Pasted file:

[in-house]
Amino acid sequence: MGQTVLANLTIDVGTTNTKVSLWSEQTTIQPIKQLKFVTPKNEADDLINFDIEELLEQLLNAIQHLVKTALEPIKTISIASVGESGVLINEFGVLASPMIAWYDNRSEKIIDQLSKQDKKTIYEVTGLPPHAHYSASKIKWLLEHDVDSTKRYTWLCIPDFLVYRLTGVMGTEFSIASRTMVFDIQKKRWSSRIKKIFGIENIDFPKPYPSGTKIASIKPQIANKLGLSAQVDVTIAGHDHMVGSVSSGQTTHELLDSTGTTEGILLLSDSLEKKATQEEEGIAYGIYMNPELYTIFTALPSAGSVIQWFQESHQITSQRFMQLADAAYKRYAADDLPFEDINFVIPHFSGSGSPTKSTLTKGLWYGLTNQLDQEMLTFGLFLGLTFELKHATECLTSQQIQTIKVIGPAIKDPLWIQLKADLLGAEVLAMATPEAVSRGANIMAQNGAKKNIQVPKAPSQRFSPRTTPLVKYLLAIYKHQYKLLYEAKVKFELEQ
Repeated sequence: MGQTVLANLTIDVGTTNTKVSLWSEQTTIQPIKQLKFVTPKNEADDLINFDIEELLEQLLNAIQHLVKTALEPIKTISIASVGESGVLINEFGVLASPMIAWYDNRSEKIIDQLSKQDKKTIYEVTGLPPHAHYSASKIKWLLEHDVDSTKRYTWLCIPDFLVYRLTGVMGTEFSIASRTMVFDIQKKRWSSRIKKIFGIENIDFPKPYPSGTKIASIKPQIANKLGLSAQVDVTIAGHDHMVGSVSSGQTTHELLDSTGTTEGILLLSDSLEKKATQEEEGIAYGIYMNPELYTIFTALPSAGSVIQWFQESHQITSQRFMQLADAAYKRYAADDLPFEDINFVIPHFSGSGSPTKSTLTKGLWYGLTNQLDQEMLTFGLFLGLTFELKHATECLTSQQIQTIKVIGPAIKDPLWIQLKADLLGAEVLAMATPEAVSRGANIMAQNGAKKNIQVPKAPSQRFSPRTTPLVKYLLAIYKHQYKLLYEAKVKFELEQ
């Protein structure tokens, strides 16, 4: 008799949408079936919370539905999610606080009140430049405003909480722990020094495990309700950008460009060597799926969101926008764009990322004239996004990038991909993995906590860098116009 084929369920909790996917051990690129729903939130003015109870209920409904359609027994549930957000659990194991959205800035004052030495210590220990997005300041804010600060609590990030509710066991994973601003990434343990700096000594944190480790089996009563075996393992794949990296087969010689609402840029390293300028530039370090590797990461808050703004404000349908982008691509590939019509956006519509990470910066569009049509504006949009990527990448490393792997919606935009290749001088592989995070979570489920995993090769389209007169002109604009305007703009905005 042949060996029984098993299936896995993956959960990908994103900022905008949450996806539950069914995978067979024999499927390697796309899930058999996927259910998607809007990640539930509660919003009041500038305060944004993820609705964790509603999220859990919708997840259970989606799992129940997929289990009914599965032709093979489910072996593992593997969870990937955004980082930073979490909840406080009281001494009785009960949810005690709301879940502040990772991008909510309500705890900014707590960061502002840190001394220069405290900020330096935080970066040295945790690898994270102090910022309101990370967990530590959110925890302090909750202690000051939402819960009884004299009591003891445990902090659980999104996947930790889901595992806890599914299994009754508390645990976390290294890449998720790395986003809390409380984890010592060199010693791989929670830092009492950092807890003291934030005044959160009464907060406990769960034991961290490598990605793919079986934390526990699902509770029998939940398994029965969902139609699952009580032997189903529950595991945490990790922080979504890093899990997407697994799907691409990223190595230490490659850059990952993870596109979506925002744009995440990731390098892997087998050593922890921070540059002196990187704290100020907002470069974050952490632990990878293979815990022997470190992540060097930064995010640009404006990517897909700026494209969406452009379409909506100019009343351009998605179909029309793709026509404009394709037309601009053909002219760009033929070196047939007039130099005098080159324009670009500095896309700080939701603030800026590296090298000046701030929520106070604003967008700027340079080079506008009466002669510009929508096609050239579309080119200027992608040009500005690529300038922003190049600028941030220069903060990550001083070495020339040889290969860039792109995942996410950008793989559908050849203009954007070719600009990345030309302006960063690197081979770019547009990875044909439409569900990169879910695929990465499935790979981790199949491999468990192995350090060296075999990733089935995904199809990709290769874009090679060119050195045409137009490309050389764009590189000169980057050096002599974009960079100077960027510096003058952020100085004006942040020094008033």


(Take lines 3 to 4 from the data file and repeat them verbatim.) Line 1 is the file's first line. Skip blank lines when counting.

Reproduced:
Repeated sequence: MGQTVLANLTIDVGTTNTKVSLWSEQTTIQPIKQLKFVTPKNEADDLINFDIEELLEQLLNAIQHLVKTALEPIKTISIASVGESGVLINEFGVLASPMIAWYDNRSEKIIDQLSKQDKKTIYEVTGLPPHAHYSASKIKWLLEHDVDSTKRYTWLCIPDFLVYRLTGVMGTEFSIASRTMVFDIQKKRWSSRIKKIFGIENIDFPKPYPSGTKIASIKPQIANKLGLSAQVDVTIAGHDHMVGSVSSGQTTHELLDSTGTTEGILLLSDSLEKKATQEEEGIAYGIYMNPELYTIFTALPSAGSVIQWFQESHQITSQRFMQLADAAYKRYAADDLPFEDINFVIPHFSGSGSPTKSTLTKGLWYGLTNQLDQEMLTFGLFLGLTFELKHATECLTSQQIQTIKVIGPAIKDPLWIQLKADLLGAEVLAMATPEAVSRGANIMAQNGAKKNIQVPKAPSQRFSPRTTPLVKYLLAIYKHQYKLLYEAKVKFELEQ
């Protein structure tokens, strides 16, 4: 008799949408079936919370539905999610606080009140430049405003909480722990020094495990309700950008460009060597799926969101926008764009990322004239996004990038991909993995906590860098116009 084929369920909790996917051990690129729903939130003015109870209920409904359609027994549930957000659990194991959205800035004052030495210590220990997005300041804010600060609590990030509710066991994973601003990434343990700096000594944190480790089996009563075996393992794949990296087969010689609402840029390293300028530039370090590797990461808050703004404000349908982008691509590939019509956006519509990470910066569009049509504006949009990527990448490393792997919606935009290749001088592989995070979570489920995993090769389209007169002109604009305007703009905005 042949060996029984098993299936896995993956959960990908994103900022905008949450996806539950069914995978067979024999499927390697796309899930058999996927259910998607809007990640539930509660919003009041500038305060944004993820609705964790509603999220859990919708997840259970989606799992129940997929289990009914599965032709093979489910072996593992593997969870990937955004980082930073979490909840406080009281001494009785009960949810005690709301879940502040990772991008909510309500705890900014707590960061502002840190001394220069405290900020330096935080970066040295945790690898994270102090910022309101990370967990530590959110925890302090909750202690000051939402819960009884004299009591003891445990902090659980999104996947930790889901595992806890599914299994009754508390645990976390290294890449998720790395986003809390409380984890010592060199010693791989929670830092009492950092807890003291934030005044959160009464907060406990769960034991961290490598990605793919079986934390526990699902509770029998939940398994029965969902139609699952009580032997189903529950595991945490990790922080979504890093899990997407697994799907691409990223190595230490490659850059990952993870596109979506925002744009995440990731390098892997087998050593922890921070540059002196990187704290100020907002470069974050952490632990990878293979815990022997470190992540060097930064995010640009404006990517897909700026494209969406452009379409909506100019009343351009998605179909029309793709026509404009394709037309601009053909002219760009033929070196047939007039130099005098080159324009670009500095896309700080939701603030800026590296090298000046701030929520106070604003967008700027340079080079506008009466002669510009929508096609050239579309080119200027992608040009500005690529300038922003190049600028941030220069903060990550001083070495020339040889290969860039792109995942996410950008793989559908050849203009954007070719600009990345030309302006960063690197081979770019547009990875044909439409569900990169879910695929990465499935790979981790199949491999468990192995350090060296075999990733089935995904199809990709290769874009090679060119050195045409137009490309050389764009590189000169980057050096002599974009960079100077960027510096003058952020100085004006942040020094008033």